Nomzamo residents slam Sisulu

Residents have lambasted the Human Settlements Minister for not addressing them in person.

A woman and her baby sit on a matress in the Nomzamo Community Centre on 4 June,2014 following their forced eviction. Picture: Aletta Gardner/EWN.

CAPE TOWN - Evicted Nomzamo residents say they are disappointed Human Settlements Minister Lindiwe Sisulu did not address them in person.

Hundreds of informal settlers were left destitute on Monday after they were forcibly removed from a piece of privately-owned land in the area.

The South African National Roads Agency Limited (Sanral) maintains it was granted a High Court order for the forced removals earlier this year.

It says the illegal squatters were timeously informed they needed to vacate the land meant for a project along the N2 highway.

Sisulu was scheduled to make an appearance in the area today but a ministry representative visited the area instead.

Residents say it would have been more reassuring to have heard plans for their future directly from the minister.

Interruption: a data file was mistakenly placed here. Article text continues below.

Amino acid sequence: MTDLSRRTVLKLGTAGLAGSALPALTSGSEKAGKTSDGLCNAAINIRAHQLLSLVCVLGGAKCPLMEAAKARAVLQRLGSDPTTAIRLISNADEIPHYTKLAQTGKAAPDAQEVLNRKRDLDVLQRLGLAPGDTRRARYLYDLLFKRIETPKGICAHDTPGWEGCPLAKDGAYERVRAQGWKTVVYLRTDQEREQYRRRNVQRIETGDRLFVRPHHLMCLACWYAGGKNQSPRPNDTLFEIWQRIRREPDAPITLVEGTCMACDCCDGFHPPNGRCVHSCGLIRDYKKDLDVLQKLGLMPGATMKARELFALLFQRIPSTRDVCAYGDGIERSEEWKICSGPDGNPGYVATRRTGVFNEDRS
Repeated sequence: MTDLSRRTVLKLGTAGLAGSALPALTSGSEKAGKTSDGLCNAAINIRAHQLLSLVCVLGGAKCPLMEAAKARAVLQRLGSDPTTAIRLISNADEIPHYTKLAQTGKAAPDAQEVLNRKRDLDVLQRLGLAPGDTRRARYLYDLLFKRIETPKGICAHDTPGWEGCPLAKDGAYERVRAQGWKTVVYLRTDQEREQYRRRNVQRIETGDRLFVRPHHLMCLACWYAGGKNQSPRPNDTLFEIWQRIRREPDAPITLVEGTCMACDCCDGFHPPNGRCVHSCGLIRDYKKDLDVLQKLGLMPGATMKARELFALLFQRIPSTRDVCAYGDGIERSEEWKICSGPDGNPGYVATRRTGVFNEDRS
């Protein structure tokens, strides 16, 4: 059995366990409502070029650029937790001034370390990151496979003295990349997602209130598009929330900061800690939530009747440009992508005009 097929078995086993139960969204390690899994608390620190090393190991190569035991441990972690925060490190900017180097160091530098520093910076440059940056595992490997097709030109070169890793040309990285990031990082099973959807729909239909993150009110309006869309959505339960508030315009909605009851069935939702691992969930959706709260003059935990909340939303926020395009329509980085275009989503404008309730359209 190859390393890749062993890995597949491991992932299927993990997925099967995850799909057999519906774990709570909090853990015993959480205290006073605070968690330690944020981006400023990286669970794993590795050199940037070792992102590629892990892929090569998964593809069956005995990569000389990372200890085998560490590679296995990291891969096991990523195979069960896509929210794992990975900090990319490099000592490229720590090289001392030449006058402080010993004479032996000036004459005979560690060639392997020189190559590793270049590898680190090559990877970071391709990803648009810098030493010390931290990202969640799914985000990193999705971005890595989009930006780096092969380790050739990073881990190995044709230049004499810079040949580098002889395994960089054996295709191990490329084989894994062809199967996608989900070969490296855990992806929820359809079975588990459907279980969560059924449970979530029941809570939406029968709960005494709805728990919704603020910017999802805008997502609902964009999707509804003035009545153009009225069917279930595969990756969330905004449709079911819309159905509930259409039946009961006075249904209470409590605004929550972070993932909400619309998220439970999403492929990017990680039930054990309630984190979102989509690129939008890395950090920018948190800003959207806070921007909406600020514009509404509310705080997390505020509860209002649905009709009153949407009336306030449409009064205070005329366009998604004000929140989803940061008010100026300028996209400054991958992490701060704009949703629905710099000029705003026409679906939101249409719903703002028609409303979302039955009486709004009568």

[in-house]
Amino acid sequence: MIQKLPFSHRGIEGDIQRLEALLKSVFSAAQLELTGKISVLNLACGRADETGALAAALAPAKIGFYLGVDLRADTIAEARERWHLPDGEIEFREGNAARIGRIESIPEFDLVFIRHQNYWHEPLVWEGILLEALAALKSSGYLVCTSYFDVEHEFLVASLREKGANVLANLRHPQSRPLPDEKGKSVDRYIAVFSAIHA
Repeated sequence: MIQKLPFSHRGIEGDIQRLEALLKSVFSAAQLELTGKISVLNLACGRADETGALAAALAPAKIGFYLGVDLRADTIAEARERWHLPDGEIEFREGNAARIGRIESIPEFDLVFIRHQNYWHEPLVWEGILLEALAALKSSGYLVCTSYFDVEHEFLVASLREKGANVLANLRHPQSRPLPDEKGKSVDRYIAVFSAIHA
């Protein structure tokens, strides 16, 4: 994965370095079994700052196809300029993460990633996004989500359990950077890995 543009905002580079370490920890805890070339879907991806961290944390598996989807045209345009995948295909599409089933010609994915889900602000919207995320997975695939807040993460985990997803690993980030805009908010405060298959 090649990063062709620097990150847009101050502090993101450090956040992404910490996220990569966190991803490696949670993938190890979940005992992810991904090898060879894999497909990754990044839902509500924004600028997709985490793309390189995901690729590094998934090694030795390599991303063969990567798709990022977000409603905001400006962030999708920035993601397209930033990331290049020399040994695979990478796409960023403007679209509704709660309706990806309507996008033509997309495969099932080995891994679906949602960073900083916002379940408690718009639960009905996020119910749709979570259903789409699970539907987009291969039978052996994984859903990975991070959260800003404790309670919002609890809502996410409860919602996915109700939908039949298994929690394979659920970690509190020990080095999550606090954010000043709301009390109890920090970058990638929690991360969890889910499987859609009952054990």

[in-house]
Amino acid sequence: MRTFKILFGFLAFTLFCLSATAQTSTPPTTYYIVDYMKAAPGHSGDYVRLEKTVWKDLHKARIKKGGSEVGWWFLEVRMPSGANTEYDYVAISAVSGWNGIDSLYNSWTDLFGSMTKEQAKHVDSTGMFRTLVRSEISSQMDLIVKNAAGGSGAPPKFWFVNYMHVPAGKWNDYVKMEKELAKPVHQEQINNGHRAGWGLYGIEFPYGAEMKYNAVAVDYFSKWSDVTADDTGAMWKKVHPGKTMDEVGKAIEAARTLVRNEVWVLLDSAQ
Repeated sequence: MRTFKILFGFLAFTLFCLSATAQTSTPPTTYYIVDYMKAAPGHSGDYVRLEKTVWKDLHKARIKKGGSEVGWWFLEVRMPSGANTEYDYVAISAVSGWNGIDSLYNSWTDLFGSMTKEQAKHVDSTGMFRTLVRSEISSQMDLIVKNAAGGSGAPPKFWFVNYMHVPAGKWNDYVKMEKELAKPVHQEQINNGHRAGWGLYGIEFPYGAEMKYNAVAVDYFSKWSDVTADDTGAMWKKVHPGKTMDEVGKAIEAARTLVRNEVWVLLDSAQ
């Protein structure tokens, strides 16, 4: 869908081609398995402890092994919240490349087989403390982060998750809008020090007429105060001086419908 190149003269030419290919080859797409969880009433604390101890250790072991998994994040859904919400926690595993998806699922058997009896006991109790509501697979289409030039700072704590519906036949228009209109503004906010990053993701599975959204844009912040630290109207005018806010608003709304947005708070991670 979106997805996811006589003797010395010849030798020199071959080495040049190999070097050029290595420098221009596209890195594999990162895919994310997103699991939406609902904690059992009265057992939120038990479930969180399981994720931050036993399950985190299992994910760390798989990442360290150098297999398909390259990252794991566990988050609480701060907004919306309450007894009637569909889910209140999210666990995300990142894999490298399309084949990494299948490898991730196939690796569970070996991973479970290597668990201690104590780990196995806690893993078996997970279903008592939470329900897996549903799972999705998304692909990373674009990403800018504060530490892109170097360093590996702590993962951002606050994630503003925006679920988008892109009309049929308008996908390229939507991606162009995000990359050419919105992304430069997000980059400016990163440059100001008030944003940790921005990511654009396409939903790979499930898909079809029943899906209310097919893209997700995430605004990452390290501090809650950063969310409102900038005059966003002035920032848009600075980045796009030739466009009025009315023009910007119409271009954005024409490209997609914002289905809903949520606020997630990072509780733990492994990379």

Although plans to provide alternative accommodation are still unclear, around 300 of the 700 evicted were allowed to take refuge at the Nomzamo Community Centre for the next five days.

Sisulu told Eyewitness News the department will set up an inquiry to investigate the procedures and steps that led to the evictions.

Sisulu and her deputy Zou Kota-Fredericks said both the City of Cape Town and Sanral could have handled the dispute and the evictions differently.

The ministers argued if the two parties couldn't find a solution, they should have elevated the dispute to the provincial and national governments.

Sisulu added that while government doesn't condone the illegal occupation of land, she's worried about the inhumane way in which women and children are being taken out of their homes during winter.

Meanwhile, Braam Hanekom from the People Against Suffering, Suppression, Oppression and Poverty said the human rights of the Nomzamo families have been infringed upon.

"It's clear that the eviction orders were not read."


Constitutional law expert Pierre de Vos said there are glaring errors with the court interdict obtained by Sanral.

The University of the Western Cape law professor believes the High Court interdict granted to remove the hundreds of informal settlers should not have been granted.

"It's against the Constitution which says you have to get a court order that takes into account all living circumstances before you actually order an eviction."

De Vos said while the interdict allows for the eviction of the Nomzamo residents, it may not have been correctly granted.

He said it has not yet been determined if the matter should be appealed or if it will even stand up in court against the Constitution.